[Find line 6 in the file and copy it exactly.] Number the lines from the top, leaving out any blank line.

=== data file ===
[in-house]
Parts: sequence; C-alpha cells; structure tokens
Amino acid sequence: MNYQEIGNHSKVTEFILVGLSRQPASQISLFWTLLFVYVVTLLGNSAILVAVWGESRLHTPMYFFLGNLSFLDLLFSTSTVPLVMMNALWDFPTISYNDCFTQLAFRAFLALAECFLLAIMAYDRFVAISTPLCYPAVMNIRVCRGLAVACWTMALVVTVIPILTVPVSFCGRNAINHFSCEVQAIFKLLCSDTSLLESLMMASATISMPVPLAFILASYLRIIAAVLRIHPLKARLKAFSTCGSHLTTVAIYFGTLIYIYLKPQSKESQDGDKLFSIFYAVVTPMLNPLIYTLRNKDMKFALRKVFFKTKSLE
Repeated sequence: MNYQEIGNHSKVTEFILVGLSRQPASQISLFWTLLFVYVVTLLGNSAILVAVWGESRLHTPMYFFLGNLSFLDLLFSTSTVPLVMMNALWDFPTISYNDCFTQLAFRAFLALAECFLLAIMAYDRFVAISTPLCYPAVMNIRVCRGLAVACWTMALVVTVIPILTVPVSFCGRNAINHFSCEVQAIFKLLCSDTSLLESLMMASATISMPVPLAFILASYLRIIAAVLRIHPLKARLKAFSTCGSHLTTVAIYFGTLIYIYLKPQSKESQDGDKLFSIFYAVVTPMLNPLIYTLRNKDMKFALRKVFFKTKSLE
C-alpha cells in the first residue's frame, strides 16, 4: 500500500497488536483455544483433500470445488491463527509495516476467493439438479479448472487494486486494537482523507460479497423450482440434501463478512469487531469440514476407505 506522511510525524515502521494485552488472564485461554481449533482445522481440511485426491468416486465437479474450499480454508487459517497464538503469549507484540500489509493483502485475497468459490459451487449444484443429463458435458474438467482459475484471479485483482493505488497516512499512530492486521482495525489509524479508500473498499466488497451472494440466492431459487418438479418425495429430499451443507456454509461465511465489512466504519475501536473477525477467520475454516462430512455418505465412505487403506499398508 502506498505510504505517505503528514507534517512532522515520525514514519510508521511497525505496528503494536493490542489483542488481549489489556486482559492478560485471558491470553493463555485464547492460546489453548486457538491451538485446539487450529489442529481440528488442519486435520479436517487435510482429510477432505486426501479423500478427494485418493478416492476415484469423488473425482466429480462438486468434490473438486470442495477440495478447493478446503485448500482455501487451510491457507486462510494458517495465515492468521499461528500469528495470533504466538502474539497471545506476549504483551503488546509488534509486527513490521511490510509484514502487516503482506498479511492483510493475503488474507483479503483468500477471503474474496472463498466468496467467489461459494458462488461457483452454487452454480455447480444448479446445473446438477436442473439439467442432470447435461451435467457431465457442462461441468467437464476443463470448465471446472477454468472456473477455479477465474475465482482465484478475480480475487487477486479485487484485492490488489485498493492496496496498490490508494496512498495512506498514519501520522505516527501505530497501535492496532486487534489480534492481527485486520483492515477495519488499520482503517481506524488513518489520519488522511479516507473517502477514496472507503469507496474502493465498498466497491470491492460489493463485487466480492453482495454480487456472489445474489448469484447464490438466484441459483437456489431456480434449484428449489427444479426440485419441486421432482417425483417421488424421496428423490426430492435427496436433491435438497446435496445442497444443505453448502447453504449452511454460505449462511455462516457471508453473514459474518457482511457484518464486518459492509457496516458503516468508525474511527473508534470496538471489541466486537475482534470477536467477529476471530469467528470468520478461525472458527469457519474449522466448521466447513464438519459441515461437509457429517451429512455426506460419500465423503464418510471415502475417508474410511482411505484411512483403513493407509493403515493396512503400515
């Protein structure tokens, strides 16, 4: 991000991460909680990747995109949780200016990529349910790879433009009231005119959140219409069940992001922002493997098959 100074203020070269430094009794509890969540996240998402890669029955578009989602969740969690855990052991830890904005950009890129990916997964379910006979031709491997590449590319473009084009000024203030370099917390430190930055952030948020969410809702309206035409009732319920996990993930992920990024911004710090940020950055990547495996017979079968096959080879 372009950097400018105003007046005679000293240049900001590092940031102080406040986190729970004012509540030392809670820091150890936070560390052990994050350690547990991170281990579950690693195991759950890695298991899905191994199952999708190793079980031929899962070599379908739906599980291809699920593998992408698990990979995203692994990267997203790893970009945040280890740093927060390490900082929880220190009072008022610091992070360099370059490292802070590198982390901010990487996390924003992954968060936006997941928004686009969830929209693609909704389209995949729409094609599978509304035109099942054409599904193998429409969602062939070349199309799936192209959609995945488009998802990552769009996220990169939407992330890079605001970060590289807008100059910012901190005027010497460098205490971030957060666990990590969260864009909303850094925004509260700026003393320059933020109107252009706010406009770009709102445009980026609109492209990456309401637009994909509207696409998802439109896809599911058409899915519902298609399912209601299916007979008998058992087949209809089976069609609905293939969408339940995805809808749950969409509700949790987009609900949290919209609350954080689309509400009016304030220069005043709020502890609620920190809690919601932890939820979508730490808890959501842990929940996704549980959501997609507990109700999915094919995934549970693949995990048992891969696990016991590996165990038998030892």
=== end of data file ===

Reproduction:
């Protein structure tokens, strides 16, 4: 991000991460909680990747995109949780200016990529349910790879433009009231005119959140219409069940992001922002493997098959 100074203020070269430094009794509890969540996240998402890669029955578009989602969740969690855990052991830890904005950009890129990916997964379910006979031709491997590449590319473009084009000024203030370099917390430190930055952030948020969410809702309206035409009732319920996990993930992920990024911004710090940020950055990547495996017979079968096959080879 372009950097400018105003007046005679000293240049900001590092940031102080406040986190729970004012509540030392809670820091150890936070560390052990994050350690547990991170281990579950690693195991759950890695298991899905191994199952999708190793079980031929899962070599379908739906599980291809699920593998992408698990990979995203692994990267997203790893970009945040280890740093927060390490900082929880220190009072008022610091992070360099370059490292802070590198982390901010990487996390924003992954968060936006997941928004686009969830929209693609909704389209995949729409094609599978509304035109099942054409599904193998429409969602062939070349199309799936192209959609995945488009998802990552769009996220990169939407992330890079605001970060590289807008100059910012901190005027010497460098205490971030957060666990990590969260864009909303850094925004509260700026003393320059933020109107252009706010406009770009709102445009980026609109492209990456309401637009994909509207696409998802439109896809599911058409899915519902298609399912209601299916007979008998058992087949209809089976069609609905293939969408339940995805809808749950969409509700949790987009609900949290919209609350954080689309509400009016304030220069005043709020502890609620920190809690919601932890939820979508730490808890959501842990929940996704549980959501997609507990109700999915094919995934549970693949995990048992891969696990016991590996165990038998030892």